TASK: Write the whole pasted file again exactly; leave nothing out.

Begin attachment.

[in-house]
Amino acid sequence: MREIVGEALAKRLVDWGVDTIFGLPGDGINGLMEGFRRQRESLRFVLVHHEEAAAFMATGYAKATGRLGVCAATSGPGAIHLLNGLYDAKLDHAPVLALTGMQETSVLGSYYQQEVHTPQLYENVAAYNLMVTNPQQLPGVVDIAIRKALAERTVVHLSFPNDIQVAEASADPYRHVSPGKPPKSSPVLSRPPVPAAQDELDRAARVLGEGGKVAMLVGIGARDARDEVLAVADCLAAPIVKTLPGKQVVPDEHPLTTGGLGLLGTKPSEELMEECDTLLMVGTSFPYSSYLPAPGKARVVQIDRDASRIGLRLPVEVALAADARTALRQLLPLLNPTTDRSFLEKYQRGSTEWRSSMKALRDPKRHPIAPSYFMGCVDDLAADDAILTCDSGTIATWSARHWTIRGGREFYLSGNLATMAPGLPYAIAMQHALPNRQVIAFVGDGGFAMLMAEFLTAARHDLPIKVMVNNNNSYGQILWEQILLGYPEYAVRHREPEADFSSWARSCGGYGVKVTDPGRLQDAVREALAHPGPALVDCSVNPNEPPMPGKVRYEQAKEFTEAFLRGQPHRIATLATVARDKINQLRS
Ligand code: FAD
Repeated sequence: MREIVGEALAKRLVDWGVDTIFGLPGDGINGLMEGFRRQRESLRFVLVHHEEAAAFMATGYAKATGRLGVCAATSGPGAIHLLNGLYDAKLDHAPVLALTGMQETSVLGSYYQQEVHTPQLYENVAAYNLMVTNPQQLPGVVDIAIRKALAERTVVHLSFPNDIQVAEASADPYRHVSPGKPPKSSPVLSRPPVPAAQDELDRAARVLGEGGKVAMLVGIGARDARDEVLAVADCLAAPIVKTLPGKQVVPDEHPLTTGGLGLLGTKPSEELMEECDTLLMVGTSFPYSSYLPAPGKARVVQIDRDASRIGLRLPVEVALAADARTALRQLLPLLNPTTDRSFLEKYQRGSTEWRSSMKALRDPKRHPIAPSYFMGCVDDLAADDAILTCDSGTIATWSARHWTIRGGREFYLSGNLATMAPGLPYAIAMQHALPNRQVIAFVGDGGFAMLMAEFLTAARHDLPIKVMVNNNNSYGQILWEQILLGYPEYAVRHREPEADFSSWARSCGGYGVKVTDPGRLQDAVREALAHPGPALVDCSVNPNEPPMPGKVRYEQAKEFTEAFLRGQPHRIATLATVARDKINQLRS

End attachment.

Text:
[in-house]
Amino acid sequence: MREIVGEALAKRLVDWGVDTIFGLPGDGINGLMEGFRRQRESLRFVLVHHEEAAAFMATGYAKATGRLGVCAATSGPGAIHLLNGLYDAKLDHAPVLALTGMQETSVLGSYYQQEVHTPQLYENVAAYNLMVTNPQQLPGVVDIAIRKALAERTVVHLSFPNDIQVAEASADPYRHVSPGKPPKSSPVLSRPPVPAAQDELDRAARVLGEGGKVAMLVGIGARDARDEVLAVADCLAAPIVKTLPGKQVVPDEHPLTTGGLGLLGTKPSEELMEECDTLLMVGTSFPYSSYLPAPGKARVVQIDRDASRIGLRLPVEVALAADARTALRQLLPLLNPTTDRSFLEKYQRGSTEWRSSMKALRDPKRHPIAPSYFMGCVDDLAADDAILTCDSGTIATWSARHWTIRGGREFYLSGNLATMAPGLPYAIAMQHALPNRQVIAFVGDGGFAMLMAEFLTAARHDLPIKVMVNNNNSYGQILWEQILLGYPEYAVRHREPEADFSSWARSCGGYGVKVTDPGRLQDAVREALAHPGPALVDCSVNPNEPPMPGKVRYEQAKEFTEAFLRGQPHRIATLATVARDKINQLRS
Ligand code: FAD
Repeated sequence: MREIVGEALAKRLVDWGVDTIFGLPGDGINGLMEGFRRQRESLRFVLVHHEEAAAFMATGYAKATGRLGVCAATSGPGAIHLLNGLYDAKLDHAPVLALTGMQETSVLGSYYQQEVHTPQLYENVAAYNLMVTNPQQLPGVVDIAIRKALAERTVVHLSFPNDIQVAEASADPYRHVSPGKPPKSSPVLSRPPVPAAQDELDRAARVLGEGGKVAMLVGIGARDARDEVLAVADCLAAPIVKTLPGKQVVPDEHPLTTGGLGLLGTKPSEELMEECDTLLMVGTSFPYSSYLPAPGKARVVQIDRDASRIGLRLPVEVALAADARTALRQLLPLLNPTTDRSFLEKYQRGSTEWRSSMKALRDPKRHPIAPSYFMGCVDDLAADDAILTCDSGTIATWSARHWTIRGGREFYLSGNLATMAPGLPYAIAMQHALPNRQVIAFVGDGGFAMLMAEFLTAARHDLPIKVMVNNNNSYGQILWEQILLGYPEYAVRHREPEADFSSWARSCGGYGVKVTDPGRLQDAVREALAHPGPALVDCSVNPNEPPMPGKVRYEQAKEFTEAFLRGQPHRIATLATVARDKINQLRS